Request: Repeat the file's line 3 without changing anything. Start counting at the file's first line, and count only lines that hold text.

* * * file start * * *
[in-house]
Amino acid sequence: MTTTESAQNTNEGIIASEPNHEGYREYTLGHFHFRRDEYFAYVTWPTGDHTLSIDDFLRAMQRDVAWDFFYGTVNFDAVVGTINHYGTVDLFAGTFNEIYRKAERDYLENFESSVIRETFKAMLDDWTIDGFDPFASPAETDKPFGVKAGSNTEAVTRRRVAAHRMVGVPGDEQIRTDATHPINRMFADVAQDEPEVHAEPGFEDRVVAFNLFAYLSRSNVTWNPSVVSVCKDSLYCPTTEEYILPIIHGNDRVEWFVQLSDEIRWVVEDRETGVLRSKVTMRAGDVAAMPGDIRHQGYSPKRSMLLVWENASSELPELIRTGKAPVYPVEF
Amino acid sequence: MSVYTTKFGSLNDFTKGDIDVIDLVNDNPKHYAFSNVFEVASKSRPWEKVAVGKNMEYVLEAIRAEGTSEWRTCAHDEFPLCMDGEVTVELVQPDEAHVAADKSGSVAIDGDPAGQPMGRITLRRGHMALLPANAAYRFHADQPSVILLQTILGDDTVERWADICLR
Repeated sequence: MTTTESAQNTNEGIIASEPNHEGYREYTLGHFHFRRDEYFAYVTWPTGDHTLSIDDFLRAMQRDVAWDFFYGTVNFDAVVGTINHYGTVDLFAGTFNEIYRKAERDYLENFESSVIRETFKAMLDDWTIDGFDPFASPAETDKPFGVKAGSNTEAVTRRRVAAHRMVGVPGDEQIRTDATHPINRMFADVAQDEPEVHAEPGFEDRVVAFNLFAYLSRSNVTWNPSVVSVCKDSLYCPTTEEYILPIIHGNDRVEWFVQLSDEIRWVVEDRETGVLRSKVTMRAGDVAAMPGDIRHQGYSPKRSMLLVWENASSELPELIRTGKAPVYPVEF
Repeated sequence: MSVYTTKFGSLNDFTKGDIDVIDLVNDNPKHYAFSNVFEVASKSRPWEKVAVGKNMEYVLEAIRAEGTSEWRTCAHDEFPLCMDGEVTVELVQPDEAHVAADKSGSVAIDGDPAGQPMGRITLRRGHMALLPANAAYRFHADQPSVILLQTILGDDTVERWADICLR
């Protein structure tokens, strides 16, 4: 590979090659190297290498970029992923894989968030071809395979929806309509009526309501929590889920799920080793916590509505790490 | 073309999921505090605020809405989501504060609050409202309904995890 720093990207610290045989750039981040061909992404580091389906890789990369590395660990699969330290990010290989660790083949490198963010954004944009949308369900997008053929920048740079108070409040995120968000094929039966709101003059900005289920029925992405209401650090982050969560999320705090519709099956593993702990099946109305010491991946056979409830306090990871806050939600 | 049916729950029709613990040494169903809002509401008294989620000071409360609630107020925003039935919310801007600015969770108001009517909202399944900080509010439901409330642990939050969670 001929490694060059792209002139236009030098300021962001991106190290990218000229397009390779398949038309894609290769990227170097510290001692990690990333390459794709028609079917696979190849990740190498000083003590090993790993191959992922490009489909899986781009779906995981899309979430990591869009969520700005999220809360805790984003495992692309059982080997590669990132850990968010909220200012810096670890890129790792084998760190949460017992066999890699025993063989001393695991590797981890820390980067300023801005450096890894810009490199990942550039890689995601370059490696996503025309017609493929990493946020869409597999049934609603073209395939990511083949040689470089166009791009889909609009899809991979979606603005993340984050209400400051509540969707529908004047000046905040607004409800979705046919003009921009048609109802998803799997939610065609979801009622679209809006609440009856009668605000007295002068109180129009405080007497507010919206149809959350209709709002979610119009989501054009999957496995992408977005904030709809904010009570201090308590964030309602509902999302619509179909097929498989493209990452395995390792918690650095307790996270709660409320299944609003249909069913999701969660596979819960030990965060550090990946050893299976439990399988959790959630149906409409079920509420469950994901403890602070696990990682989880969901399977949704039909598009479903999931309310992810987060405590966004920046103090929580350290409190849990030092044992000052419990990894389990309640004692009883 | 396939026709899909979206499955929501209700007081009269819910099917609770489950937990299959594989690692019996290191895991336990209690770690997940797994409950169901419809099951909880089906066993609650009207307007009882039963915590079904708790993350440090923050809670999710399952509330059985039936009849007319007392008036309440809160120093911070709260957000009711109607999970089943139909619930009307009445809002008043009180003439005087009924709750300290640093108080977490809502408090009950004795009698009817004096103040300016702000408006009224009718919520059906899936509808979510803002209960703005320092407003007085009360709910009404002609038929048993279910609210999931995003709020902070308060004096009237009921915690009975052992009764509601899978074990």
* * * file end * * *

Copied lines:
Amino acid sequence: MSVYTTKFGSLNDFTKGDIDVIDLVNDNPKHYAFSNVFEVASKSRPWEKVAVGKNMEYVLEAIRAEGTSEWRTCAHDEFPLCMDGEVTVELVQPDEAHVAADKSGSVAIDGDPAGQPMGRITLRRGHMALLPANAAYRFHADQPSVILLQTILGDDTVERWADICLR